When Stress Result In Infertility

Kristie Leong M.D.

Infertility is the inability to become pregnant after a year of trying. It may take the form of reoccurance of miscarriages in women and othe forms related to a man too.

Infertility can be a frustrating problem with a variety of underlying causes. There's no doubt that a woman who is infertile experiences various levels of stress due to her inability to conceive. More and more evidence is emerging that stress may actually play a potential role as a cause of infertility.

Of course before infertility can be attributed to stress, physical causes for this problem must be ruled out by a gynecologist. He or she can conduct a series of tests and examinations to exclude structural problems as well as hormone related abnormalities. Once physical causes for infertility are ruled out by a doctor, a trial of stress reduction training might be in order.

What evidence is there that stress plays a role in infertility? Several studies have shown that infertile women who participated in a stress management program were able to conceive and carry out a normal pregnancy within six months of completing the program. In one study, 40% of all women enrolled in a stress reduction study were able to conceive after completing stress management training.

How do stress reduction programs work? In these programs, women learned behavior modification strategies that helped them deal with stressful life circumstances that might be contributing to their infertility. They also received training in how to reduce anger and negative emotions that could indirectly alter reproductive hormone levels. Other techniques used to relieve stress in the infertile women were relaxation exercises, meditation and yoga sessions.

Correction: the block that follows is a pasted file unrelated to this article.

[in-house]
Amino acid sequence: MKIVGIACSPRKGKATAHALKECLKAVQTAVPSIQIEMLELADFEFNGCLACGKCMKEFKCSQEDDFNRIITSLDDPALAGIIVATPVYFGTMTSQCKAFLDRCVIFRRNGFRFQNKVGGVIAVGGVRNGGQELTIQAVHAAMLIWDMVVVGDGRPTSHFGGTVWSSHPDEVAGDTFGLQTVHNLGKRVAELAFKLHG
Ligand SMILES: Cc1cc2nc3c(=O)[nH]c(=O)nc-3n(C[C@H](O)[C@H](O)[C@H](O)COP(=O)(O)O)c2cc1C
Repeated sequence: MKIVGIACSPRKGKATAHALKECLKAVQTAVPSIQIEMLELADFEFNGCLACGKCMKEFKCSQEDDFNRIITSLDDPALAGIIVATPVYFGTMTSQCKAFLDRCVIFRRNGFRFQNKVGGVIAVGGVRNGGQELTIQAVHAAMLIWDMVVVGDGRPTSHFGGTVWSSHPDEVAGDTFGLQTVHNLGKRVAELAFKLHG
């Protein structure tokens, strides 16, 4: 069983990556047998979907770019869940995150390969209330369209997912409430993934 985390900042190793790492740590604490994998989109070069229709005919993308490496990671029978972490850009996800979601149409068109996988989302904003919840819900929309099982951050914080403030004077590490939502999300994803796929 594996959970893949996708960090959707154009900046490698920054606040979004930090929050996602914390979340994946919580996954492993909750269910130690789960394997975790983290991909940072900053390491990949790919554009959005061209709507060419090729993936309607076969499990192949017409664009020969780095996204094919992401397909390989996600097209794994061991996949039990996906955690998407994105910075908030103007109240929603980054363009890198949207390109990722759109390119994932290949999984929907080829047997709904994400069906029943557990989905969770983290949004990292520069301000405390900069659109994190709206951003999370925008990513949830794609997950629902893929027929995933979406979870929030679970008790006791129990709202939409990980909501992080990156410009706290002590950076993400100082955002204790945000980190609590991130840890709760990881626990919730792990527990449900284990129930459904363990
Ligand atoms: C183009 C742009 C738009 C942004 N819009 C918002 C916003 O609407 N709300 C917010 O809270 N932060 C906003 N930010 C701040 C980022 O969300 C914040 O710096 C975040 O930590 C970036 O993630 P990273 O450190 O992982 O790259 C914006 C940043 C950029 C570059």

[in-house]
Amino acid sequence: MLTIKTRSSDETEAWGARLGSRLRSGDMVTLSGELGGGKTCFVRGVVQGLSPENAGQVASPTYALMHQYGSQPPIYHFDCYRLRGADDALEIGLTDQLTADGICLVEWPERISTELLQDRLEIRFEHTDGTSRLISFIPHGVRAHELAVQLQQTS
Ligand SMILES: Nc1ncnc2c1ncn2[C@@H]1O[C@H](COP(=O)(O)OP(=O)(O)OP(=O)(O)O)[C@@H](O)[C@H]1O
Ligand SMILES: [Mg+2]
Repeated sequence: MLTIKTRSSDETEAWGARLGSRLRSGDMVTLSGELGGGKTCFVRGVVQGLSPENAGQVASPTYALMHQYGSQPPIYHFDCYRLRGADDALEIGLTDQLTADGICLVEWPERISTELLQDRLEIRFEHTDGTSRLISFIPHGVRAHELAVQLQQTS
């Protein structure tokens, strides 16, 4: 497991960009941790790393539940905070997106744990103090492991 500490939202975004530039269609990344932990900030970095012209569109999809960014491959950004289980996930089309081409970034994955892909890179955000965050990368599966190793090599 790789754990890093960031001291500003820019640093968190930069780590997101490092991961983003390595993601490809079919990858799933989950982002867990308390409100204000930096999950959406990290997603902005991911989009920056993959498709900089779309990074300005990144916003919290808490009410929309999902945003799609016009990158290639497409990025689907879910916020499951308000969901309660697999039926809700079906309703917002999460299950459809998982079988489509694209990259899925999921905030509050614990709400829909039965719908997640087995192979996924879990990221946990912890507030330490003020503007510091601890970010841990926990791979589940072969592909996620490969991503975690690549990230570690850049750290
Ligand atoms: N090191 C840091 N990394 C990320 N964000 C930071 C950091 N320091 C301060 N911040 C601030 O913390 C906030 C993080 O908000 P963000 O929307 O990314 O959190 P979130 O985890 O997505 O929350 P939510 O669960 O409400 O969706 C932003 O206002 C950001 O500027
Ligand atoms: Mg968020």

It's still unclear exactly what role stress plays in the causation of infertility. It's possible that stress could have an adverse effect on a woman's hormone levels, particularly a hormone called cortisol which tends to be produced in larger quantities when a women are experiencing stressful life circumstances. These elevated cortisol levels could, in turn, have a negative impact on a woman's reproductive hormone levels, making it difficult for her to conceive. Stress reduction training may have the effect of lowering these elevated cortisol levels, effectively allowing a woman to achieve pregnancy.

A study has shown that a women who scored high on a stress questionnaire also ovulated less frequently, resulting in the production of fewer viable eggs to undergo the fertilization process. Although the exact connection between stress and infertility has yet to be determined, there are ongoing studies and research looking at the exact mechanisms for this association.

Until further research is completed, it certainly wouldn't hurt for a woman to take steps to reduce stress that may be contributing to infertility problems.


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